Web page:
**Mathematics is often viewed as the least creative of school subjects. How would you counter that?**

That was certainly true for a certain generation (or two), with maths simply presented as a set of algorithms. There would be a problem at the top of the page, you run through the steps and you get a number at the end. I think there has been a push against that for quite a long time now, with more emphasis on problem solving, so hopefully this is changing minds. There are a number of people doing fantastic work, approaching mathematics teaching as problem solving. My part is to show some curious nuggets and to show what you can do with maths after school, with the aim being to inspire and motivate.

**For you personally, what’s the appeal of Group theory and combinatorics?**

I think different kinds of maths attract different kinds of people. Some parts of maths is all about the details and looking for patterns and connections in those details. For me group theory and combinatorics was about taking a step back and seeing the object as a whole. This allows you to look at two things that might look completely different but when you take that step back you can see it’s really the same maths. For example, there are 24 ways to shuffle the numbers 1 to 4, and there are 24 ways to rotate a cube, and each rotation can be thought of as a shuffle of the four pairs of diagonal corners of the cube.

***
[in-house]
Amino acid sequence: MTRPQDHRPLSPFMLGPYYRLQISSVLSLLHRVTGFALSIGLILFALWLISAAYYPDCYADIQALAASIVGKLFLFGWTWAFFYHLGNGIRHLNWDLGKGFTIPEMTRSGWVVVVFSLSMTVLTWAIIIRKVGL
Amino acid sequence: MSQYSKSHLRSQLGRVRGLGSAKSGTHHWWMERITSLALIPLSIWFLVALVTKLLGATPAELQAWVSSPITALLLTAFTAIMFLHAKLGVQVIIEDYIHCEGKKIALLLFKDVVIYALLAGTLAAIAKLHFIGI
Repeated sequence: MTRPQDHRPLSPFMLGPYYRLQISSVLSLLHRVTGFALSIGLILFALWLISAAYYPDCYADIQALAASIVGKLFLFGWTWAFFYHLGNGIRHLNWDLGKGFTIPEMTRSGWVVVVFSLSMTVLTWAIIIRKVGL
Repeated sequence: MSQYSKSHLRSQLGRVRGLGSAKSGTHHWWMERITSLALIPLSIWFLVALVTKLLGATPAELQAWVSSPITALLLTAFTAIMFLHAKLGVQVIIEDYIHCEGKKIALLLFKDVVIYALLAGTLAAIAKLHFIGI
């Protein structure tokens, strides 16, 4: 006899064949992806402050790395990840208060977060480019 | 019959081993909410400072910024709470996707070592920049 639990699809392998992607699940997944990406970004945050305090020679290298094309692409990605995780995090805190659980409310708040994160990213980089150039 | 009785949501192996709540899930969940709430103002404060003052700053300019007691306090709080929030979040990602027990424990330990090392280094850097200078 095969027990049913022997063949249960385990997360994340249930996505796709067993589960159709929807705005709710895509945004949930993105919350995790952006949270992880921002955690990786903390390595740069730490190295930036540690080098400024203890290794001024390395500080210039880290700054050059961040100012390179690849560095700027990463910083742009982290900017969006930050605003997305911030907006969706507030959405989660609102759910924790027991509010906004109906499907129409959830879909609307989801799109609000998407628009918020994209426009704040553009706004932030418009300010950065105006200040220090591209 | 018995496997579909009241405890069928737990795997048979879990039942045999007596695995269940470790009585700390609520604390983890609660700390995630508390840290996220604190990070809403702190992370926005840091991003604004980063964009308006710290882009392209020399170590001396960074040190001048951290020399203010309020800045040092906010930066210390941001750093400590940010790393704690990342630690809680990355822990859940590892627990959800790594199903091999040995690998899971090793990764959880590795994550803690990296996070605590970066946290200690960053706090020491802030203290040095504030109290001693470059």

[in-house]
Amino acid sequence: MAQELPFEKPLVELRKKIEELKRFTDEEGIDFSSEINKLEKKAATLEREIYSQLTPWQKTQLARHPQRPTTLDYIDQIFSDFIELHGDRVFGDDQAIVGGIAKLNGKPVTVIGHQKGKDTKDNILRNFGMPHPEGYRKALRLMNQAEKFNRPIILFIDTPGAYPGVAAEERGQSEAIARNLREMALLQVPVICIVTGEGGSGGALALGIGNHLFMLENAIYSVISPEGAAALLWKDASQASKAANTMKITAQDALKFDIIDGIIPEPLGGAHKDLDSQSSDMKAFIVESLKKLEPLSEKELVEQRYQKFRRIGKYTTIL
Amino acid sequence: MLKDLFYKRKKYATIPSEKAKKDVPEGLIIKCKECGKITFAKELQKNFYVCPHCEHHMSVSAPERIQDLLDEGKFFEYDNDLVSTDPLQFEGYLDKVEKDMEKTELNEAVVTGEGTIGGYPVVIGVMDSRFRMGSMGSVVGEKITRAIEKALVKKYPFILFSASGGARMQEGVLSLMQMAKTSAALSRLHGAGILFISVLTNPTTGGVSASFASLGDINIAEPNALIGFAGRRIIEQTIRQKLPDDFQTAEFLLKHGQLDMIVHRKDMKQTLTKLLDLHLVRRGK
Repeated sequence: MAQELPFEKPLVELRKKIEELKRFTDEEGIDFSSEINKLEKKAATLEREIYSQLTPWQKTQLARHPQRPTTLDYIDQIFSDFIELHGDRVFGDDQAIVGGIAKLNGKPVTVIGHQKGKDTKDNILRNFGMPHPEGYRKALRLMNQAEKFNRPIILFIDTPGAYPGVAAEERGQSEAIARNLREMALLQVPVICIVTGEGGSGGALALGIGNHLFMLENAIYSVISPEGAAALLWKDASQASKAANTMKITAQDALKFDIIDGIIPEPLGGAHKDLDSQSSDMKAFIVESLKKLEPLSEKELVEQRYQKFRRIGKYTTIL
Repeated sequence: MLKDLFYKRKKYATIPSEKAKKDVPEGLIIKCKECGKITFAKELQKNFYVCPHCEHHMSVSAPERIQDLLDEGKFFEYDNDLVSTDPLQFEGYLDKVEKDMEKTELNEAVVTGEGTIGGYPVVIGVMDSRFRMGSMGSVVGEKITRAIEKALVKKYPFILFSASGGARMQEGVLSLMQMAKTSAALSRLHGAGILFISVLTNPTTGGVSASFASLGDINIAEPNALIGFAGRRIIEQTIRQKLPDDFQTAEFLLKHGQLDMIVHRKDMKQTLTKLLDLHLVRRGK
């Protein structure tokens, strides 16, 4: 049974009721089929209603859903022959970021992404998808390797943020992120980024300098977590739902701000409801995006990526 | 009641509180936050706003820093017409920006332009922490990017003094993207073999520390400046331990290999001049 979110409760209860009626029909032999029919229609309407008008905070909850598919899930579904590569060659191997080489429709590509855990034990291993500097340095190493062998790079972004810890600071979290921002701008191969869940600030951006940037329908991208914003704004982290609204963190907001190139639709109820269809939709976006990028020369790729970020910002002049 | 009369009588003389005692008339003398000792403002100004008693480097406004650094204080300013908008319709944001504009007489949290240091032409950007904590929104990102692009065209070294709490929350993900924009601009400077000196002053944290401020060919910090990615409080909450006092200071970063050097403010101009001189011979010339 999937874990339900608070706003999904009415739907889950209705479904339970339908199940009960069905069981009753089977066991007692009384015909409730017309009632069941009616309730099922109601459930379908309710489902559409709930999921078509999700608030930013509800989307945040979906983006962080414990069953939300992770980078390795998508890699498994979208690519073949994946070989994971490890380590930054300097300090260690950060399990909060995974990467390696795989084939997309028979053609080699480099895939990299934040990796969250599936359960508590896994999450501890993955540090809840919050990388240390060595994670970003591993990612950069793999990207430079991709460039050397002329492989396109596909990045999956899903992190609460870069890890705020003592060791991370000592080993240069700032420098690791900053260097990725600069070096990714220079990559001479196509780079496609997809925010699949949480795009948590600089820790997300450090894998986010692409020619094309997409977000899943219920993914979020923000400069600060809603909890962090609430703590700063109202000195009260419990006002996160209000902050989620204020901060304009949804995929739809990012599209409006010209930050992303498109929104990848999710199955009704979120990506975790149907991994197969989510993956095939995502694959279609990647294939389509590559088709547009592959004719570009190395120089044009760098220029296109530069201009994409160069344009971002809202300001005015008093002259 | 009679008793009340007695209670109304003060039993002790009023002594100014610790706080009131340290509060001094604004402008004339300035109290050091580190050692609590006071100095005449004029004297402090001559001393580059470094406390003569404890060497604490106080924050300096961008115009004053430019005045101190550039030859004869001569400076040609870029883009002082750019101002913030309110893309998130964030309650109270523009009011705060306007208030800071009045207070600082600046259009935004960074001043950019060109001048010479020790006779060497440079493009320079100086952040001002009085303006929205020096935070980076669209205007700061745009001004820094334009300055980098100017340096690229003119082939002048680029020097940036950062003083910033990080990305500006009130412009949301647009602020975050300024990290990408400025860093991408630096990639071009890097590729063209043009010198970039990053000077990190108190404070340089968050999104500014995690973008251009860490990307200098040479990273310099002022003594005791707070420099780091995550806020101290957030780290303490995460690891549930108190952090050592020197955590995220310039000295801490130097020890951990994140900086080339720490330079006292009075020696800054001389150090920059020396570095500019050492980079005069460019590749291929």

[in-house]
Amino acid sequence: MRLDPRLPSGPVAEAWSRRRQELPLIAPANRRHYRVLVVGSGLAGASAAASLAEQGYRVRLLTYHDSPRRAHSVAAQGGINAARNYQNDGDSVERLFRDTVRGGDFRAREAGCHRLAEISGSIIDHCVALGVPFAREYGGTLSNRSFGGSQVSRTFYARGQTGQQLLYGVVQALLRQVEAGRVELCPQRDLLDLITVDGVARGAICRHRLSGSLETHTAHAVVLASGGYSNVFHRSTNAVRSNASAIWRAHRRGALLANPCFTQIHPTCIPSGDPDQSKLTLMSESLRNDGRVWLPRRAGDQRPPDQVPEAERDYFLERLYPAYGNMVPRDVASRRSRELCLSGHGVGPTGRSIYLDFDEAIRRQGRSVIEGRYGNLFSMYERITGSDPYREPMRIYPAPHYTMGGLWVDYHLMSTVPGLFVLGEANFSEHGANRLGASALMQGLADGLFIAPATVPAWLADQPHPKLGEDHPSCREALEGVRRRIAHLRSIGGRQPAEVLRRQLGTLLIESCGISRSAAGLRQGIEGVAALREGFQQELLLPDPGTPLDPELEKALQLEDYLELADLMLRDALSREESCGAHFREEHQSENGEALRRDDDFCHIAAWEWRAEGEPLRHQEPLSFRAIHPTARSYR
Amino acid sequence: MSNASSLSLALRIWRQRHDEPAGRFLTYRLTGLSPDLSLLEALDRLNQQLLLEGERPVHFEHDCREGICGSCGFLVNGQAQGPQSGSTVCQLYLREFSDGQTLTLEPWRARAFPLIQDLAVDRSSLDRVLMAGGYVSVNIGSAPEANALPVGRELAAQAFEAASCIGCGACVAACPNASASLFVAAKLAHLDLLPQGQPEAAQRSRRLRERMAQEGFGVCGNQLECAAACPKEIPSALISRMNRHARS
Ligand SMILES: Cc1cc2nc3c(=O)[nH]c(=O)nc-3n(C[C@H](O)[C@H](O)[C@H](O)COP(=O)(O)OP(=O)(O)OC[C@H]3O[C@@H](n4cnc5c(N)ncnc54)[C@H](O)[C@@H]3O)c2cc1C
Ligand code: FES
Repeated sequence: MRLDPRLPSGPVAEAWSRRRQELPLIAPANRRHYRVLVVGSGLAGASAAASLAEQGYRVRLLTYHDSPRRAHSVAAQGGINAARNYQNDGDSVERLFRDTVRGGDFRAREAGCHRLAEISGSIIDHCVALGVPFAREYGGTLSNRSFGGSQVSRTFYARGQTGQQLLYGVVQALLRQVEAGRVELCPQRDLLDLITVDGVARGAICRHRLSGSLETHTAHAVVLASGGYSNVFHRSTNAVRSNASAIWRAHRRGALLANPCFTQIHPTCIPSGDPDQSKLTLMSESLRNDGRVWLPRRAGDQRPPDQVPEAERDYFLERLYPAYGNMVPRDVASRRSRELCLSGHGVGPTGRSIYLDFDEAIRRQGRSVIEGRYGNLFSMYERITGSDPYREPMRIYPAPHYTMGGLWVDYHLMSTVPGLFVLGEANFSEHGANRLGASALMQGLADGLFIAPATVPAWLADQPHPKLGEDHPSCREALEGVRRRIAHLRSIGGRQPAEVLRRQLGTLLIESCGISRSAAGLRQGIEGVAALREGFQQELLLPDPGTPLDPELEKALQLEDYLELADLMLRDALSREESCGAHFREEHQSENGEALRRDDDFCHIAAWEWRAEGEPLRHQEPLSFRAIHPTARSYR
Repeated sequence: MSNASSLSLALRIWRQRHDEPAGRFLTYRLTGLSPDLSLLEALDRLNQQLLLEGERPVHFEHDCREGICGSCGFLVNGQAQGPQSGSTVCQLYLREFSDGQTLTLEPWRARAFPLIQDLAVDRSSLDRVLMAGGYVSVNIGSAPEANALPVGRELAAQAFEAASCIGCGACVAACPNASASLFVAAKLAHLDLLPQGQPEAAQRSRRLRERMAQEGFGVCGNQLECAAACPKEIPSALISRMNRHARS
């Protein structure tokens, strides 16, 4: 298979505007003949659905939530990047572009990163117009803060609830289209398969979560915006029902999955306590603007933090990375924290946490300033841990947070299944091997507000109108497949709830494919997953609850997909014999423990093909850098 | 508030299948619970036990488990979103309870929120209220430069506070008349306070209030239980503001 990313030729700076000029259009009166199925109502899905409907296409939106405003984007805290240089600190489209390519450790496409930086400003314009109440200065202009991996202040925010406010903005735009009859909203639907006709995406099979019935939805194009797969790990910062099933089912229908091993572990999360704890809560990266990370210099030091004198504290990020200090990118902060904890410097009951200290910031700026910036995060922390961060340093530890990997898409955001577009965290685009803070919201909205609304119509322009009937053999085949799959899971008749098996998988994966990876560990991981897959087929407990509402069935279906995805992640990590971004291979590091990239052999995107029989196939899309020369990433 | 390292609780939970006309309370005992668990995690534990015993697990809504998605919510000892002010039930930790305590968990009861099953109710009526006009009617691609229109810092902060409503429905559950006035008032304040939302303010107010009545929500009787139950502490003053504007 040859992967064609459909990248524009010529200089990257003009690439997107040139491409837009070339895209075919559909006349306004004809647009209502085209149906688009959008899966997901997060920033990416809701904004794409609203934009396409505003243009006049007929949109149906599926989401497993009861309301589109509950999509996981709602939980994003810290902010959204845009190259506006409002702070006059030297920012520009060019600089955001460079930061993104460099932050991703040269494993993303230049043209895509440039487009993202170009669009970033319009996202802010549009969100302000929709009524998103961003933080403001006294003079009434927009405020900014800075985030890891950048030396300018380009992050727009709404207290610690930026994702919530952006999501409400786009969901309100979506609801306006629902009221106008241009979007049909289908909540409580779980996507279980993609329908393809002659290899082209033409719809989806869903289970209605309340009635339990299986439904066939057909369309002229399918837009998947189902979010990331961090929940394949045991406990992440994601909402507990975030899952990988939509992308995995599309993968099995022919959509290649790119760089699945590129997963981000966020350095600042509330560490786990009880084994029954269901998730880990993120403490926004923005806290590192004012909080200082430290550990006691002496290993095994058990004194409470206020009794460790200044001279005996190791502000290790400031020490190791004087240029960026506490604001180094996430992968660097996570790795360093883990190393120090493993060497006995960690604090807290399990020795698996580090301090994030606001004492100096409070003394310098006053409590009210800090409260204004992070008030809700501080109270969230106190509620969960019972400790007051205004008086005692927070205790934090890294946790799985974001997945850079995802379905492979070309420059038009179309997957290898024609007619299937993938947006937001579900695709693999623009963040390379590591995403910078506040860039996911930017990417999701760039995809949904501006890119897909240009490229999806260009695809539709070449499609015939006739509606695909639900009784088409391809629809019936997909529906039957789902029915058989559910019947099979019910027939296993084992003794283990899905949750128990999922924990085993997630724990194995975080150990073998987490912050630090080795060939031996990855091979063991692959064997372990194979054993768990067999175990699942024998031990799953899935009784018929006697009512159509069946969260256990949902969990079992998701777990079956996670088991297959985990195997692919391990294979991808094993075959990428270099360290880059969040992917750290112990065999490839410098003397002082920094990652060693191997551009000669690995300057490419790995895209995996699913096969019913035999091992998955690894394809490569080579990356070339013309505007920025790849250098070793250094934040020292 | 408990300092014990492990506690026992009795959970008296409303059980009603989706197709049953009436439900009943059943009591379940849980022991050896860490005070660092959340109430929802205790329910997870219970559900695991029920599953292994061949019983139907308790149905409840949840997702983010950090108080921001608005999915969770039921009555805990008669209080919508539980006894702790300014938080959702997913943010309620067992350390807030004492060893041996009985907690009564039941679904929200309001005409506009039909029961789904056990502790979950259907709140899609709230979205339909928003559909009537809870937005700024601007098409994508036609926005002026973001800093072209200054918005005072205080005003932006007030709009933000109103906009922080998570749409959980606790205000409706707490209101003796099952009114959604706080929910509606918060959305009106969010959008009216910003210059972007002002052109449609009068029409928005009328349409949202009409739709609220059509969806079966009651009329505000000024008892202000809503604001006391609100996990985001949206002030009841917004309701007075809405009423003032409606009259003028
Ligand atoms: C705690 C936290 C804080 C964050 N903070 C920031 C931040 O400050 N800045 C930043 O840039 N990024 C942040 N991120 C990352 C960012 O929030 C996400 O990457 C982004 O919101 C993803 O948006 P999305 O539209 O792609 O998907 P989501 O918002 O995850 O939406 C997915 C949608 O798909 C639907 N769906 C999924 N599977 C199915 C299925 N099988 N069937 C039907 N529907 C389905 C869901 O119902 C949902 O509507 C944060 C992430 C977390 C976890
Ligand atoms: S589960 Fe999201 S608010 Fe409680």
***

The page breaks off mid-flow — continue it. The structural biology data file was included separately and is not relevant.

**What’s your favourite code and why?**

I’m going to say the One-Time Pad cipher – it is the most satisfying to me as a mathematician, because it is a 100% mathematically-proven unbreakable code. Imagine I send a code by shifting each letter of the message a different amount, from 0 to 25. If my friend knows that sequence of shifts they can just reverse what I did and get the original message back. But if a spy stole the code they would have to try every possible shift on every letter of the message. What they then get would be every possible message of that length, and there’s no way to tell which message is correct. The problem here is that the sequence of shifts have to be truly random, be different for each message, and need to be delivered to the other person without being stolen. So there are practical problems to this cipher, but the closer we can get to a One-Time Pad the closer we are to an unbreakable code.

**One of the topics you speak on is the history of cryptography and particularly how the German Enigma code was cracked. It’s often portrayed as a triumph of British ingenuity. And I think in British culture we have this view that we’re most creative when under extreme pressure or massively under resourced. Do you think this is true? What conditions do you think innovation flourishes under?**

I’m not sure how much the code breakers appreciated extreme pressure or lack of resources. I certainly wouldn’t have. What helped was that a lot of the code breakers were still very young, many in their twenties, which helps when dealing with that kind of situation. However Bletchley Park was a mix of young and old, and academics from all different backgrounds and subjects, this must have been fertile ground for collaboration and inventiveness. We should also mention that it was the Polish code breakers who broke Enigma first, and they did it by taking a different approach to code breaking than before, by hiring mathematicians rather than traditional code breakers like linguists.

**Has GCHQ ever tapped you on the shoulder?**

Maybe, but if I told you I’d have to kill you.

**What stood out for you? Any questions? Things you disagree with? Write a comment and join in the discussion.**